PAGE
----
I am pleased to be heading down to Newark, NJ today to attend the annual Geraldine R. Dodge Poetry Festival. I remember watching Bill Moyers Journal, in years past and listening to Moyers talking about the Dodge Festival and the poets who appeared. I was always fascinated by seeing a poet in front of a packed audience in the clips he showed of the festivities. What an idea--people sitting around listening to poetry! Who goes to see poets? Obviously lots of people! I had to experience this festival for myself.
This year, as soon as tickets went on sale, I took the plunge and ordered tickets and reserved a room at a hotel. I am so looking forward a weekend of poetry. If you're interested in learning about the events, click here.
Doesn't this sound interesting?
POETRY AND HISTORYOr this?
In which ways has poetry traditionally been used as a primary repository for memory? It has been said that history is written by the victors, poetry by the survivors. How do we negotiate the distance between the "official story" and the news we get from poems? How do we find in poetry ways to help ourselves confront fact, actual occurrence and ignored truth? How does poetry preserve and illuminate personal history, the history of a people, the history of a species, the history of life itself?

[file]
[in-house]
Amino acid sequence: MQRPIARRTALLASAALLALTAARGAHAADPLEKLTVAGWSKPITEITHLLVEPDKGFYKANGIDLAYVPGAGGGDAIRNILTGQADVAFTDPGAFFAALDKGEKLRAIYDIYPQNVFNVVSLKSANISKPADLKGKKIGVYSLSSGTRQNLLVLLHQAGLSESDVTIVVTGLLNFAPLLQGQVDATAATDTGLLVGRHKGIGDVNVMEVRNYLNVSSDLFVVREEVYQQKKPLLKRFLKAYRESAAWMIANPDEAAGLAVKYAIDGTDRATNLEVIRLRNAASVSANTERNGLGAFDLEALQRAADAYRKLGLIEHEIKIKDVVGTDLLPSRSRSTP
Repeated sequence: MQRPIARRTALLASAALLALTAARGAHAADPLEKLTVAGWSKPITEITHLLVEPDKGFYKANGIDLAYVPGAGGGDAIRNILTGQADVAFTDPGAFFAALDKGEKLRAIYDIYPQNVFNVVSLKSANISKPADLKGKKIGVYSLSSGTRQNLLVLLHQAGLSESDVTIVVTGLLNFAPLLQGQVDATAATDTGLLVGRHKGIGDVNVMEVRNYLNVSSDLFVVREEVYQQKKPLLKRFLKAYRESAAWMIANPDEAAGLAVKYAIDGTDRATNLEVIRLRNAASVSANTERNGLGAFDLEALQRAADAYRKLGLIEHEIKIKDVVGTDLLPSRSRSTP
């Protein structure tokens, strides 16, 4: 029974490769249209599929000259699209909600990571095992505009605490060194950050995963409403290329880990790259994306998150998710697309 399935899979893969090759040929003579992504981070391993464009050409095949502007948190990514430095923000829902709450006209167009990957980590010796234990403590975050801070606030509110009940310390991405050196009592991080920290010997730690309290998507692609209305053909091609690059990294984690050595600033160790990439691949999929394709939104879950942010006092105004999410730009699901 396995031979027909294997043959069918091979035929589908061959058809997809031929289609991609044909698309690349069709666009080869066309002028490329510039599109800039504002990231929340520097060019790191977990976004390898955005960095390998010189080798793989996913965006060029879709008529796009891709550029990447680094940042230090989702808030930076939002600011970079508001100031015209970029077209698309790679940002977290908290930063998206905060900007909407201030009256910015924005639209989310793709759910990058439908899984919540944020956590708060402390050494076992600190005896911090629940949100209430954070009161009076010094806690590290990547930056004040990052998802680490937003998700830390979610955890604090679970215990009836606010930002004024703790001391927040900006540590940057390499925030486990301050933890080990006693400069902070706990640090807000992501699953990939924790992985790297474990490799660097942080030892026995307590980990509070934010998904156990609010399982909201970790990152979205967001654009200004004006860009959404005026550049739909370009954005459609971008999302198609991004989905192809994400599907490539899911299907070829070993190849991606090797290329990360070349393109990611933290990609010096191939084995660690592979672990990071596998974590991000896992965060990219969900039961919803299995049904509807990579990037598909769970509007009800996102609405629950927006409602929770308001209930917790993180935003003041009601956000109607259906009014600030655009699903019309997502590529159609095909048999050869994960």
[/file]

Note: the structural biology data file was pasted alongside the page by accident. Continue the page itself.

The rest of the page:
PUTTING A PUBLIC FACE ON POETRY: THE U.S. POETS LAUREATEFor those of you who can't go, you can still get a feel for the Dodge Poetry Festival by viewing some of the videos from past festivals. Here's one to get you started, Tony Hoagland reading "Romantic Moment":
Since 1937, the Library of Congress has appointed a "Poet Laureate Consultant in Poetry" (also titled "Consultant in Poetry," prior to 1986) to a one-year or longer term. The Laureate’s task: to raise the national consciousness to a greater appreciation of the reading and writing of poetry. Former Poets Laureate Billy Collins (2001-2003), Rita Dove (1993-95), Kay Ryan (2008-2009) and Mark Strand (1990-91) discuss their own experiences and initiatives while in this post, as well as what it means to be the public face of what many consider an art best created and read in private.
As soon as I'm finished packing, I'm heading out. But, before I go, I'll be stopping by Carol's Corner for a quick look at the Poetry Friday Round-Up.